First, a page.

Effect of evaporation and condensation on droplet size distribution in turbulence

  • Briti S. Deb
  • Lilya Ghazaryan
  • Bernard J. Geurts
  • Herman J. H. Clercx
  • J. G. M. Kuerten
  • Cees W. M. van der Geld
Part of the ERCOFTAC Series book series (ERCO, volume 15)

Abstract

The interaction of droplets that undergo phase transition with a turbulent flow is encountered in many areas of engineering and atmospheric science as described in (Lanotte et al., 2008). In the context of cloud physics the evaporation and condensation of water vapor from and to the droplets is the governing process for the growth of the droplets from sub micron size up to a size of around 20 μm, after which they grow mostly by coalescence until they become large enough to fall as rain drops under gravity. Much pioneering work has been done in (Luo et al., 2008; Lanotte et al., 2008; Sidin et al., 2009) on the theoretical and numerical investigation of the influence of turbulence on evaporation and condensation associated with aerosol droplets. In this paper we consider the situation of water droplets undergoing phase change and moving in air. Air also advects the vapor concentration field. We compute the natural size distribution of the droplets that arises as a result of the interaction between the droplets and the transporting turbulent flow. We assume the turbulent flow to be homogeneous and isotropic. We will perform DNS of the velocity field and the passively advected vapor and temperature field. The droplet trajectories are computed time-accurately in a domain with periodic boundary conditions.

Keywords

Probability Density Function Sherwood Number Droplet Surface Passive Scalar Droplet Temperature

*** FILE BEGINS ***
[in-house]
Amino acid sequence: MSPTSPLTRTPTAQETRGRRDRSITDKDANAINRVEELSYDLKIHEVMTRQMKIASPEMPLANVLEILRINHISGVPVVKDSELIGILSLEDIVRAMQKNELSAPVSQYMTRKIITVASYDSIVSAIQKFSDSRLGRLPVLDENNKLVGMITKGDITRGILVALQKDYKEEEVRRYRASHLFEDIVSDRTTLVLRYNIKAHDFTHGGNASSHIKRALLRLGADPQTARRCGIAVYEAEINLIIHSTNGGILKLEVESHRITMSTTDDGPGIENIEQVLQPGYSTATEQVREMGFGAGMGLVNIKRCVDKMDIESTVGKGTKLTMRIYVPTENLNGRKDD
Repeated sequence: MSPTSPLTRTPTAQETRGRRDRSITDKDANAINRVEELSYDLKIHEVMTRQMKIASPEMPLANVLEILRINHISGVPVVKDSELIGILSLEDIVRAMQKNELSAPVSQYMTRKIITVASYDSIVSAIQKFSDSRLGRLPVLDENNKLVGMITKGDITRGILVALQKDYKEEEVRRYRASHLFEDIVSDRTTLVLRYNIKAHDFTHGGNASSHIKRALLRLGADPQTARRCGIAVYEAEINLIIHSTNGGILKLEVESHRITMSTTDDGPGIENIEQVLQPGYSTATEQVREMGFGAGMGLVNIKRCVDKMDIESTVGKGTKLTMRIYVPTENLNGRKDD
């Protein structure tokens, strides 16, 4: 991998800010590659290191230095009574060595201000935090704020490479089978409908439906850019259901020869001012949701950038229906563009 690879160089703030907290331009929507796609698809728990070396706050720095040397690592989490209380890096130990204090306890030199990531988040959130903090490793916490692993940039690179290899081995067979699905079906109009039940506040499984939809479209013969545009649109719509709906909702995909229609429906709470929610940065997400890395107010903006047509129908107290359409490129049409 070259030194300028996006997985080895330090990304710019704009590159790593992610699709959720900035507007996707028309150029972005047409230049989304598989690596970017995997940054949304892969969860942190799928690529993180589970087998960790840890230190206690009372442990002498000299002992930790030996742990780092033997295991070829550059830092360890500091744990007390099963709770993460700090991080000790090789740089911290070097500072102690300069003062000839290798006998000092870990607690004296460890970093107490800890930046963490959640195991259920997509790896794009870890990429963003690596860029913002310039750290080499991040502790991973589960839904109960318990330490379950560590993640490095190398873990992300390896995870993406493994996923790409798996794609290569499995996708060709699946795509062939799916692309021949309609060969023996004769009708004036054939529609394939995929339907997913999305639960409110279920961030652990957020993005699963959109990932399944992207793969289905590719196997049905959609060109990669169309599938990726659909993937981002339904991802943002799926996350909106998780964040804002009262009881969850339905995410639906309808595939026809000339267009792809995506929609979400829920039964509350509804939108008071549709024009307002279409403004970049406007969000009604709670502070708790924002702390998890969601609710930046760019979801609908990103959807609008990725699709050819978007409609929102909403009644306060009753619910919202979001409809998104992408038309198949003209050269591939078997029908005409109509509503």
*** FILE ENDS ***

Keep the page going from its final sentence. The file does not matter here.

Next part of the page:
These keywords were added by machine and not by the authors. This process is experimental and the keywords may be updated as the learning algorithm improves.

Preview

Unable to display preview. Download preview PDF.

Unable to display preview. Download preview PDF.

References

  1. 1.
    Crowe, C., Sommerfeld, M., Tsuji,Y.: Multiphase flows with droplets and particles, CRC Press (1998) Google Scholar
  2. 2.
    Geurts, B. J.: Elements of Direct and Large-Eddy Simulation. R.T. Edwards (2004) Google Scholar
  3. 3.
    Luo, K., Desjardins, O., Pitsch, H.: DNS of droplet evaporation and combustion in a swirling combustor. Center for Turbulence Research, Annual Research Briefs (2008) Google Scholar
  4. 4.
    Lanotte, A. S., Seminara, A., Toschi, F.: Condensation of cloud microdroplets in homogeneous isotropic turbulence. arXiv, 2, 0710.3282 (2008)
  5. 5.
    Maxey, M. R., Riley, J. R.: Equation of motion for a small rigid sphere in a non uniform flow. Phys. Fluids, 26(4) (1983) Google Scholar
  6. 6.
    Sidin, R. S. R., IJzermans, R. H. A., Reeks, M. W.: A Lagrangian approach to droplet condensation in atmospheric clouds. Phys. Fluids, 21, 103303 (2009) CrossRefGoogle Scholar

Copyright information

© Springer Science+Business Media B.V. 2011

Authors and Affiliations

  • Briti S. Deb
    • 1
  • Lilya Ghazaryan
  • Bernard J. Geurts
  • Herman J. H. Clercx
  • J. G. M. Kuerten
  • Cees W. M. van der Geld
  1. 1.Multiscale Modeling and Simulation, Faculty EEMCS, J.M. Burgers CenterUniversity of TwenteEnschedeThe Netherlands

Personalised recommendations